Standing Joe: William Doak ’17 Brews Trilingual Honors Thesis from Chairless Italian Cafés

William Doak ’17 with Massimiliano Rosati from Gran’ Caffè Gambrinus in Naples

It was an observation made when passing through the Bologna airport — that its café, oddly, had no chairs — that led William Doak ’17 to write a trilingual 146-page honors thesis in English, Italian, and French.

The chairless café piqued Doak’s curiosity about why people stand up to drink their coffee in Italy, rather than sitting down as they do in neighboring France. That question led to a research project that covers the cultural history of French and Italian cafés, and how coffee drinking is tied up with modernism, industry, and the national identities of the two countries.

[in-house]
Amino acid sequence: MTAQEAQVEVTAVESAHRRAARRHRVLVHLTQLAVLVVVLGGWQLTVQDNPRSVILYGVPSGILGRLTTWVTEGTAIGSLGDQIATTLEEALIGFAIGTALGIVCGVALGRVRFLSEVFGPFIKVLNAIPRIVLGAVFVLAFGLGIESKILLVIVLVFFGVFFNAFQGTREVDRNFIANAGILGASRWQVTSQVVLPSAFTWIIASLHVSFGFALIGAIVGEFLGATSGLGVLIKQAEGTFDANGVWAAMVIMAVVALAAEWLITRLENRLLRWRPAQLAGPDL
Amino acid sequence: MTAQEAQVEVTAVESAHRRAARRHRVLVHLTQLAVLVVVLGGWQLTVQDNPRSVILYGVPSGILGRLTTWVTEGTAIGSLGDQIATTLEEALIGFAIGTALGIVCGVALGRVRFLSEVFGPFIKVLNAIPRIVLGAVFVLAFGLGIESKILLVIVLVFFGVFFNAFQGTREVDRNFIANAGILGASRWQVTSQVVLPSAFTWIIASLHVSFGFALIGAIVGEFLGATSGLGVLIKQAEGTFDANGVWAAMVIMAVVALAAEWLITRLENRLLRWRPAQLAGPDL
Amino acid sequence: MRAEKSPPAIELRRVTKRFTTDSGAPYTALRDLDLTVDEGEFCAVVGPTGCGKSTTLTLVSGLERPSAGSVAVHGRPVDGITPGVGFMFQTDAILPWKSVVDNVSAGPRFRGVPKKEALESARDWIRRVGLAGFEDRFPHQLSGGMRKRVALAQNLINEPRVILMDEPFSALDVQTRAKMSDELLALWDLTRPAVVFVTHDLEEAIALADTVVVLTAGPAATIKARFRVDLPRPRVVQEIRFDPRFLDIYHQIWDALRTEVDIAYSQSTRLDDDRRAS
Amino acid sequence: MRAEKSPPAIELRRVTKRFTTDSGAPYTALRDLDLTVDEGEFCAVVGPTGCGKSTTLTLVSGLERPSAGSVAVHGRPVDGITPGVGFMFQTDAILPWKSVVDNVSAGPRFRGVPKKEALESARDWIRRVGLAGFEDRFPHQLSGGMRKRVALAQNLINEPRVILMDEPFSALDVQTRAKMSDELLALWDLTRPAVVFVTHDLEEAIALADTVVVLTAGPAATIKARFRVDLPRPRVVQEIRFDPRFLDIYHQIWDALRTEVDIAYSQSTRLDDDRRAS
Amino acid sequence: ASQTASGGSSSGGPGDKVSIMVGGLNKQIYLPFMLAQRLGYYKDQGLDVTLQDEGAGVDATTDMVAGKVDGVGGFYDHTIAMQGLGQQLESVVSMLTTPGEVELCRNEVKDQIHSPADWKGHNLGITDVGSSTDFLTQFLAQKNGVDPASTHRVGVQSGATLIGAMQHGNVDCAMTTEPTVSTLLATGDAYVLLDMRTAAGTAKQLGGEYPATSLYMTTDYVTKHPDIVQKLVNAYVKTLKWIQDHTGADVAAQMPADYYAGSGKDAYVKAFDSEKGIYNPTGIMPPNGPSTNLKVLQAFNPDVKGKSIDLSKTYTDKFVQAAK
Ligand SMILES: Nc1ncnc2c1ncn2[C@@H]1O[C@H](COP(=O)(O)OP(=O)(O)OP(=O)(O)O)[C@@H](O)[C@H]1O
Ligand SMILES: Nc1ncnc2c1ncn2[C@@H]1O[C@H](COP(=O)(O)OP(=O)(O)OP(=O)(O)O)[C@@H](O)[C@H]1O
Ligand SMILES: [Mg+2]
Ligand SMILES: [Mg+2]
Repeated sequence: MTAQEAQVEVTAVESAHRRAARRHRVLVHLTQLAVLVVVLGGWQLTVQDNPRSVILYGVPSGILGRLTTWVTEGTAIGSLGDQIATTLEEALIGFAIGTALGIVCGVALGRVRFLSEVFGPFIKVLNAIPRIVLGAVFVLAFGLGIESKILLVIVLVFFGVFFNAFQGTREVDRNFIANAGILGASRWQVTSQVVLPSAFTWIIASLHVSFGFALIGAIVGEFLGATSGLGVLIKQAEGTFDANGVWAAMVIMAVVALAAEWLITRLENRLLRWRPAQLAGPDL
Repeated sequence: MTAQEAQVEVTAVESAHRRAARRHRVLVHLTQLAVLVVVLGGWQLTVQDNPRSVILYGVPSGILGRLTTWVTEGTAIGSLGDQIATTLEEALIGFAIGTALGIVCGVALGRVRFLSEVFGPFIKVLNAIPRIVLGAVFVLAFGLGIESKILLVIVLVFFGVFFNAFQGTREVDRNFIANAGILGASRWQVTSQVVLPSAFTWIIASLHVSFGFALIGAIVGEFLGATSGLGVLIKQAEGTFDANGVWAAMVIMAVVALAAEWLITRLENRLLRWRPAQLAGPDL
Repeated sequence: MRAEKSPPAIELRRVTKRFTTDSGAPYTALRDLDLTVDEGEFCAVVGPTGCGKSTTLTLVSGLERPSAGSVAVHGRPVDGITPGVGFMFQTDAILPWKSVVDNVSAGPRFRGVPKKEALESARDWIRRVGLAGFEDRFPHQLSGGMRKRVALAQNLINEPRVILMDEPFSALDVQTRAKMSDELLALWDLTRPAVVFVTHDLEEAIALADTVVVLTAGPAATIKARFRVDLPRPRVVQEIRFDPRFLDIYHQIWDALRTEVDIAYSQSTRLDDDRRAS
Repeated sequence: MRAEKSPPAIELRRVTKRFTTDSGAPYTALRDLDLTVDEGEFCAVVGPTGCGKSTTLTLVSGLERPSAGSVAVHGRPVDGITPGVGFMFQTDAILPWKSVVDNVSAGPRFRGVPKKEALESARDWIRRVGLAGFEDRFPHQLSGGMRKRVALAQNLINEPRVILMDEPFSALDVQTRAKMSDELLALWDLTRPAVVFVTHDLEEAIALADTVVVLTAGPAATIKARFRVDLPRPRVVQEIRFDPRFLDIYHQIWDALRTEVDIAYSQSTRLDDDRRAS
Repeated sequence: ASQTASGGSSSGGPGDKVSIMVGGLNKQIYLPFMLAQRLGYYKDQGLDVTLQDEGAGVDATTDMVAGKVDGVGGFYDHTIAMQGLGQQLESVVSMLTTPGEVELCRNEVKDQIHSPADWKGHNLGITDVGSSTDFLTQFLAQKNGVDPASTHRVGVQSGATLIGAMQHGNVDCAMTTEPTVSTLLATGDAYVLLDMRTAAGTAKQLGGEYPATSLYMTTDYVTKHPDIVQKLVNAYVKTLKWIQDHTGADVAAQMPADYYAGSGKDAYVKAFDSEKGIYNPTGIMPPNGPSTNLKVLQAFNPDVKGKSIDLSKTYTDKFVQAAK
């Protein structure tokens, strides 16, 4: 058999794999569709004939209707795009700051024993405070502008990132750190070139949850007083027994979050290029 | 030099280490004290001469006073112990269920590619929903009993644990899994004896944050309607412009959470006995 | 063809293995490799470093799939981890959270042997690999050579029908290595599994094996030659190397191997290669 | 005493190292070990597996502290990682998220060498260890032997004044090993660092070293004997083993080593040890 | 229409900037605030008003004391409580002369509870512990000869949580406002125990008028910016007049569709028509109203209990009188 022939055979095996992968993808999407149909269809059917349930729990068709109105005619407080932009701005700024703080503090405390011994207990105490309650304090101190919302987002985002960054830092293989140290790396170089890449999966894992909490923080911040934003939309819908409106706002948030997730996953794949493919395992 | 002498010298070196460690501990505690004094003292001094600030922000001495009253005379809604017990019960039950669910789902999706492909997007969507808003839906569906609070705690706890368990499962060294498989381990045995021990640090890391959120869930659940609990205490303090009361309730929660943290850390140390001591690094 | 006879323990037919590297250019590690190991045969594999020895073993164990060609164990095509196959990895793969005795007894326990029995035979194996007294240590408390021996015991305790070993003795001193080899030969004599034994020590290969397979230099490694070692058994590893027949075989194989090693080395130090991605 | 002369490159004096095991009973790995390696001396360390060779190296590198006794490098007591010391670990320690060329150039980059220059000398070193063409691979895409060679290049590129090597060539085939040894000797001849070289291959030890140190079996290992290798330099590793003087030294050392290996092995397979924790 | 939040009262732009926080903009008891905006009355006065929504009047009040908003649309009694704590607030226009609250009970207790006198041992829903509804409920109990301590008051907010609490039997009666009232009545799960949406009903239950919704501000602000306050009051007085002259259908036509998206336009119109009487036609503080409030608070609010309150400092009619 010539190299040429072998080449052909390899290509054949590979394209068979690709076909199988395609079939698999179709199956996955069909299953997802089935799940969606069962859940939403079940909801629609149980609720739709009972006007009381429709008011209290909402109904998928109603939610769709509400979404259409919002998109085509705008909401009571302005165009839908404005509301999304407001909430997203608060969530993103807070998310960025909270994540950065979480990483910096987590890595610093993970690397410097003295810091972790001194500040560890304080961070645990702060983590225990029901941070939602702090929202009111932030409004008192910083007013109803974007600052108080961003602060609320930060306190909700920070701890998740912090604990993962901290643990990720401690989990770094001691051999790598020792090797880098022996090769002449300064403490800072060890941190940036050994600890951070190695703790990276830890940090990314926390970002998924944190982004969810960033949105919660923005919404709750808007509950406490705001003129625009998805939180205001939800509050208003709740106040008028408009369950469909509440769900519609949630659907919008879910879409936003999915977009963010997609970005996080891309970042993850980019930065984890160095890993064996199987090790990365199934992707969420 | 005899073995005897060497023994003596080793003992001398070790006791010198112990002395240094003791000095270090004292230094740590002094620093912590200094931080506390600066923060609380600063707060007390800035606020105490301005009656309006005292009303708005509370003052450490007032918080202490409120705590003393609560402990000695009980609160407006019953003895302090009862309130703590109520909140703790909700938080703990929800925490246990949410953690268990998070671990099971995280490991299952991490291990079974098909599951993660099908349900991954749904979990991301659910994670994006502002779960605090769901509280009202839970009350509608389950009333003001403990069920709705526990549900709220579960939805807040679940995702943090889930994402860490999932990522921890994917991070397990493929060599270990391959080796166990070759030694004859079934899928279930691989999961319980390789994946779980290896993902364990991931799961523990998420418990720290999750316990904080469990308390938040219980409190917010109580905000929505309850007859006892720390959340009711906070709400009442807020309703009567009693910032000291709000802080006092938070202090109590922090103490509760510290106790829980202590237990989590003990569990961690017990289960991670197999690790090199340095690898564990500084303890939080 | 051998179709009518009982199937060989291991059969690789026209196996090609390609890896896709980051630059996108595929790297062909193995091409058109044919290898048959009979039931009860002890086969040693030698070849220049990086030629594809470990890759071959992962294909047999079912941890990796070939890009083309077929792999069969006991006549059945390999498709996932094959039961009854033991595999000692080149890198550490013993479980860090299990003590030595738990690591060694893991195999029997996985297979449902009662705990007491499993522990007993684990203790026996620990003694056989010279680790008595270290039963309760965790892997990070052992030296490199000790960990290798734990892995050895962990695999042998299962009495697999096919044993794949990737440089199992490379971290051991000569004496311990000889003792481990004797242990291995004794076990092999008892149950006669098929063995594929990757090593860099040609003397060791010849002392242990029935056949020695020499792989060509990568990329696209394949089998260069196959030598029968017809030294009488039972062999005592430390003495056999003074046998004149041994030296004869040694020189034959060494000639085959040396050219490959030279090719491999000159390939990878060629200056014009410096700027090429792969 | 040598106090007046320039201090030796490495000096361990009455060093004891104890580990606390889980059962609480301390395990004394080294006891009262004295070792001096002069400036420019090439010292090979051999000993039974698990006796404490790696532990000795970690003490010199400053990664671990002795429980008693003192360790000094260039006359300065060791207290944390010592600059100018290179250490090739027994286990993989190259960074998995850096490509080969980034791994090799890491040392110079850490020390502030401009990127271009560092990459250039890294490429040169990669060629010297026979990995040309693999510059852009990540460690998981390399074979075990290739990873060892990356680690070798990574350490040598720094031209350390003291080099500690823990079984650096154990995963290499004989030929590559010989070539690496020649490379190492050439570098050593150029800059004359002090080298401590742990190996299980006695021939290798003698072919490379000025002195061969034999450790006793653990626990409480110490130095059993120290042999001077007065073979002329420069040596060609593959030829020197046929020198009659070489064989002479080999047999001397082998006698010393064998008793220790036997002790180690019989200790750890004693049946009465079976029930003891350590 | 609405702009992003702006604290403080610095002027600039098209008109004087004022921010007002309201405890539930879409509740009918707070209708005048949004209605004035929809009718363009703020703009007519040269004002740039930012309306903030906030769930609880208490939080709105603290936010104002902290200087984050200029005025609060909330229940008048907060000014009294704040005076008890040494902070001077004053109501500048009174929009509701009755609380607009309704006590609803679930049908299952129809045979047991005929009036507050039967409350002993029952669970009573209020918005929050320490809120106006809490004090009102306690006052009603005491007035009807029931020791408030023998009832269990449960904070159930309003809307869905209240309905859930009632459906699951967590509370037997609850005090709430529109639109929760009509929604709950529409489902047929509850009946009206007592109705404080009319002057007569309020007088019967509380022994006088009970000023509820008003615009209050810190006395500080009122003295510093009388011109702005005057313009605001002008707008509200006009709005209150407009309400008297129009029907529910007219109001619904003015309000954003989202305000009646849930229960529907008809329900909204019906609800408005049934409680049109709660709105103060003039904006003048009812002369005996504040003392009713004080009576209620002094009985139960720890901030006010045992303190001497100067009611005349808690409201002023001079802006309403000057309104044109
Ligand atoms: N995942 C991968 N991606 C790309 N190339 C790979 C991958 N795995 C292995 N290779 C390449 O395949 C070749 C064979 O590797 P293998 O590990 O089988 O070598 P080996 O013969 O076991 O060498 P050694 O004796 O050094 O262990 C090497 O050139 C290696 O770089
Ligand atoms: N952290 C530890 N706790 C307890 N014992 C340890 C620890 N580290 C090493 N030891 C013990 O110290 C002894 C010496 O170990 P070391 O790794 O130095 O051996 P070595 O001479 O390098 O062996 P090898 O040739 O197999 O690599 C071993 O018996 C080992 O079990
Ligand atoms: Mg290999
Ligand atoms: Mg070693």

Read the story in Bowdoin News.

Bowdoin’s Lee on How Balzac’s Fantasy Travelog Redefines Realism

Michelle Lee

Postdoctoral fellow Michell Lee explains how the nineteenth-century French author’s foray into fictional travel writing “showed the world how the scope of realism could be expanded beyond its traditional, European boundaries.” Read more in Bowdoin News.

The Mold Transforming Japanese Cuisine (Atlantic)

Koji is a fungus found in soy sauce, miso, and sake. The mold, known for its toxicity, was domesticated by humans about 9,000 years ago. Though its closest relatives can be deadly, koji is nontoxic.

Originally used for alcohol, the fungus has been implemented by Asian chefs for centuries. Read more in The Atlantic.